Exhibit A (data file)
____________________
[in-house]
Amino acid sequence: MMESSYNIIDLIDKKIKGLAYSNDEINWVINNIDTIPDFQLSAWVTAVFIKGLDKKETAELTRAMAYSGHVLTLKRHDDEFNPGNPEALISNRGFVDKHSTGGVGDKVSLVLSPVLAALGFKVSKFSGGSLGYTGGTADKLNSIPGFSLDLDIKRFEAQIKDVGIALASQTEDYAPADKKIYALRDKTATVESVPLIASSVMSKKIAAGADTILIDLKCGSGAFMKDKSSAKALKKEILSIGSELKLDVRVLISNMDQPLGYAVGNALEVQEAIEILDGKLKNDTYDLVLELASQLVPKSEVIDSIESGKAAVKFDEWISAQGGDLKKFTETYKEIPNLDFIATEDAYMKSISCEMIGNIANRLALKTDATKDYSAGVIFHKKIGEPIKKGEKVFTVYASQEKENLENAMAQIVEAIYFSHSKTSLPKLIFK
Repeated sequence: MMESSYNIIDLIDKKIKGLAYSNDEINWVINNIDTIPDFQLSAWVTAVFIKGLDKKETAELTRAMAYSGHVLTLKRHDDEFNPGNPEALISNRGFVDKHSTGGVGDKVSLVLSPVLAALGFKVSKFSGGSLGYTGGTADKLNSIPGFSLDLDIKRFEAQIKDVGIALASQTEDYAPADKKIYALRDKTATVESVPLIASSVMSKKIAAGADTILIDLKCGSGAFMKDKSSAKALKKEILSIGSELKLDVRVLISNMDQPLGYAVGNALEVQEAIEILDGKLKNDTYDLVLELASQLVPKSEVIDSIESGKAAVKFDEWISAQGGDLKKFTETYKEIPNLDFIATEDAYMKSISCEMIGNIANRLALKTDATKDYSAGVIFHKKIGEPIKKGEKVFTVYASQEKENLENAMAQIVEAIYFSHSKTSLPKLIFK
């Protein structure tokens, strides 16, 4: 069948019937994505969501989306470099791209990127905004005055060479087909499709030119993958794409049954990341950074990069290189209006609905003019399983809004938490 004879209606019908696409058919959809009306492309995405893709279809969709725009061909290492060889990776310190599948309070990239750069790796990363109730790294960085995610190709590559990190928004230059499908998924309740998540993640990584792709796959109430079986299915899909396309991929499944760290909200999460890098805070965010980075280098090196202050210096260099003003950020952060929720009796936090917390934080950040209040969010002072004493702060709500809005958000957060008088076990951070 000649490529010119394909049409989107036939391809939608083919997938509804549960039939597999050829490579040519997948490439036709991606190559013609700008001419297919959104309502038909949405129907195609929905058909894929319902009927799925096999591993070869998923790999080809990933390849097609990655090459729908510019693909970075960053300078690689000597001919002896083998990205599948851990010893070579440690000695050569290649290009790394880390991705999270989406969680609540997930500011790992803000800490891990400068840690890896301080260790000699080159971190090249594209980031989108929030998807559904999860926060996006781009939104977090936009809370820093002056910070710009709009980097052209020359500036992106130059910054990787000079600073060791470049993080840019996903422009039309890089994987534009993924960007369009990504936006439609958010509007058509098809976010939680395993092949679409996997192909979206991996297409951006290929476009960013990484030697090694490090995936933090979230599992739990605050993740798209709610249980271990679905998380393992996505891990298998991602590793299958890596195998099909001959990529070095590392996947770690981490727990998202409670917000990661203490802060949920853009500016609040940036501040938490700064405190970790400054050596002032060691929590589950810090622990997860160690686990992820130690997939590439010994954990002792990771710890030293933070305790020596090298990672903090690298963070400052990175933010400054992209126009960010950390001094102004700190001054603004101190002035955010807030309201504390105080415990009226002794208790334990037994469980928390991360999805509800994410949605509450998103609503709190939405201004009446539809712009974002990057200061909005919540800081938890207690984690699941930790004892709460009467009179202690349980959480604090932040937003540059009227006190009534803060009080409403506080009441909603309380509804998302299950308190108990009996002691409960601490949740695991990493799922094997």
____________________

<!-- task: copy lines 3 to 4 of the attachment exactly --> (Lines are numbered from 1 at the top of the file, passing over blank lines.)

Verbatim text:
Repeated sequence: MMESSYNIIDLIDKKIKGLAYSNDEINWVINNIDTIPDFQLSAWVTAVFIKGLDKKETAELTRAMAYSGHVLTLKRHDDEFNPGNPEALISNRGFVDKHSTGGVGDKVSLVLSPVLAALGFKVSKFSGGSLGYTGGTADKLNSIPGFSLDLDIKRFEAQIKDVGIALASQTEDYAPADKKIYALRDKTATVESVPLIASSVMSKKIAAGADTILIDLKCGSGAFMKDKSSAKALKKEILSIGSELKLDVRVLISNMDQPLGYAVGNALEVQEAIEILDGKLKNDTYDLVLELASQLVPKSEVIDSIESGKAAVKFDEWISAQGGDLKKFTETYKEIPNLDFIATEDAYMKSISCEMIGNIANRLALKTDATKDYSAGVIFHKKIGEPIKKGEKVFTVYASQEKENLENAMAQIVEAIYFSHSKTSLPKLIFK
């Protein structure tokens, strides 16, 4: 069948019937994505969501989306470099791209990127905004005055060479087909499709030119993958794409049954990341950074990069290189209006609905003019399983809004938490 004879209606019908696409058919959809009306492309995405893709279809969709725009061909290492060889990776310190599948309070990239750069790796990363109730790294960085995610190709590559990190928004230059499908998924309740998540993640990584792709796959109430079986299915899909396309991929499944760290909200999460890098805070965010980075280098090196202050210096260099003003950020952060929720009796936090917390934080950040209040969010002072004493702060709500809005958000957060008088076990951070 000649490529010119394909049409989107036939391809939608083919997938509804549960039939597999050829490579040519997948490439036709991606190559013609700008001419297919959104309502038909949405129907195609929905058909894929319902009927799925096999591993070869998923790999080809990933390849097609990655090459729908510019693909970075960053300078690689000597001919002896083998990205599948851990010893070579440690000695050569290649290009790394880390991705999270989406969680609540997930500011790992803000800490891990400068840690890896301080260790000699080159971190090249594209980031989108929030998807559904999860926060996006781009939104977090936009809370820093002056910070710009709009980097052209020359500036992106130059910054990787000079600073060791470049993080840019996903422009039309890089994987534009993924960007369009990504936006439609958010509007058509098809976010939680395993092949679409996997192909979206991996297409951006290929476009960013990484030697090694490090995936933090979230599992739990605050993740798209709610249980271990679905998380393992996505891990298998991602590793299958890596195998099909001959990529070095590392996947770690981490727990998202409670917000990661203490802060949920853009500016609040940036501040938490700064405190970790400054050596002032060691929590589950810090622990997860160690686990992820130690997939590439010994954990002792990771710890030293933070305790020596090298990672903090690298963070400052990175933010400054992209126009960010950390001094102004700190001054603004101190002035955010807030309201504390105080415990009226002794208790334990037994469980928390991360999805509800994410949605509450998103609503709190939405201004009446539809712009974002990057200061909005919540800081938890207690984690699941930790004892709460009467009179202690349980959480604090932040937003540059009227006190009534803060009080409403506080009441909603309380509804998302299950308190108990009996002691409960601490949740695991990493799922094997």